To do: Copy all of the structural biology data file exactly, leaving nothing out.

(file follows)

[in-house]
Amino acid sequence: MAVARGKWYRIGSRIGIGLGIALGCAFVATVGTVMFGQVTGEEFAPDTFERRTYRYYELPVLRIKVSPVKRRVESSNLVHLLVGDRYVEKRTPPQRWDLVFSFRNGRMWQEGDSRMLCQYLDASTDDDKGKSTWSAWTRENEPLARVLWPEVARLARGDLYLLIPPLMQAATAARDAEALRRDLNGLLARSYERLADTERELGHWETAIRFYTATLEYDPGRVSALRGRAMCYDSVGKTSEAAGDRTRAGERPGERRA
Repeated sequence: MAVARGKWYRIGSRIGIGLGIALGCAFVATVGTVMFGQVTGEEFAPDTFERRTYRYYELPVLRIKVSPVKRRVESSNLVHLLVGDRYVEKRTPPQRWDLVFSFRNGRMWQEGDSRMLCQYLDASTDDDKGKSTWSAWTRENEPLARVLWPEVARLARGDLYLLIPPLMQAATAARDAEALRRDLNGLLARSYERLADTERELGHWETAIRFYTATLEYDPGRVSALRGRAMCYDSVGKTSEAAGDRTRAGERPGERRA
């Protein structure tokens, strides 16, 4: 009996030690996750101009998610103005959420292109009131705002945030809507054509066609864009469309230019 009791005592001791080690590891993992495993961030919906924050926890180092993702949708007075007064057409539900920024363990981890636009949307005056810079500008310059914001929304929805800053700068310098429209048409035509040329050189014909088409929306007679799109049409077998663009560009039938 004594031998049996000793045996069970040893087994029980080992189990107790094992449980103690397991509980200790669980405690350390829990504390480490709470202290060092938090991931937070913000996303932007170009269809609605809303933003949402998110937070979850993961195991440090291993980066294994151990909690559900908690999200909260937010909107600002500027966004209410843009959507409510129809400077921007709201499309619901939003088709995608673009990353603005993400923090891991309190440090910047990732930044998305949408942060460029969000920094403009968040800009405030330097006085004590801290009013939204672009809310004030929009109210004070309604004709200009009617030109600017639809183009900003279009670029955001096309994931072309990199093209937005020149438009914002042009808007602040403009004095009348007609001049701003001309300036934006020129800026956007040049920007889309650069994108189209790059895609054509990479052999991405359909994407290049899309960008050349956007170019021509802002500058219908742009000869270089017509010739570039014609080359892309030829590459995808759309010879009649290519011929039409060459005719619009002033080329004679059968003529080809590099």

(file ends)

[in-house]
Amino acid sequence: MAVARGKWYRIGSRIGIGLGIALGCAFVATVGTVMFGQVTGEEFAPDTFERRTYRYYELPVLRIKVSPVKRRVESSNLVHLLVGDRYVEKRTPPQRWDLVFSFRNGRMWQEGDSRMLCQYLDASTDDDKGKSTWSAWTRENEPLARVLWPEVARLARGDLYLLIPPLMQAATAARDAEALRRDLNGLLARSYERLADTERELGHWETAIRFYTATLEYDPGRVSALRGRAMCYDSVGKTSEAAGDRTRAGERPGERRA
Repeated sequence: MAVARGKWYRIGSRIGIGLGIALGCAFVATVGTVMFGQVTGEEFAPDTFERRTYRYYELPVLRIKVSPVKRRVESSNLVHLLVGDRYVEKRTPPQRWDLVFSFRNGRMWQEGDSRMLCQYLDASTDDDKGKSTWSAWTRENEPLARVLWPEVARLARGDLYLLIPPLMQAATAARDAEALRRDLNGLLARSYERLADTERELGHWETAIRFYTATLEYDPGRVSALRGRAMCYDSVGKTSEAAGDRTRAGERPGERRA
């Protein structure tokens, strides 16, 4: 009996030690996750101009998610103005959420292109009131705002945030809507054509066609864009469309230019 009791005592001791080690590891993992495993961030919906924050926890180092993702949708007075007064057409539900920024363990981890636009949307005056810079500008310059914001929304929805800053700068310098429209048409035509040329050189014909088409929306007679799109049409077998663009560009039938 004594031998049996000793045996069970040893087994029980080992189990107790094992449980103690397991509980200790669980405690350390829990504390480490709470202290060092938090991931937070913000996303932007170009269809609605809303933003949402998110937070979850993961195991440090291993980066294994151990909690559900908690999200909260937010909107600002500027966004209410843009959507409510129809400077921007709201499309619901939003088709995608673009990353603005993400923090891991309190440090910047990732930044998305949408942060460029969000920094403009968040800009405030330097006085004590801290009013939204672009809310004030929009109210004070309604004709200009009617030109600017639809183009900003279009670029955001096309994931072309990199093209937005020149438009914002042009808007602040403009004095009348007609001049701003001309300036934006020129800026956007040049920007889309650069994108189209790059895609054509990479052999991405359909994407290049899309960008050349956007170019021509802002500058219908742009000869270089017509010739570039014609080359892309030829590459995808759309010879009649290519011929039409060459005719619009002033080329004679059968003529080809590099």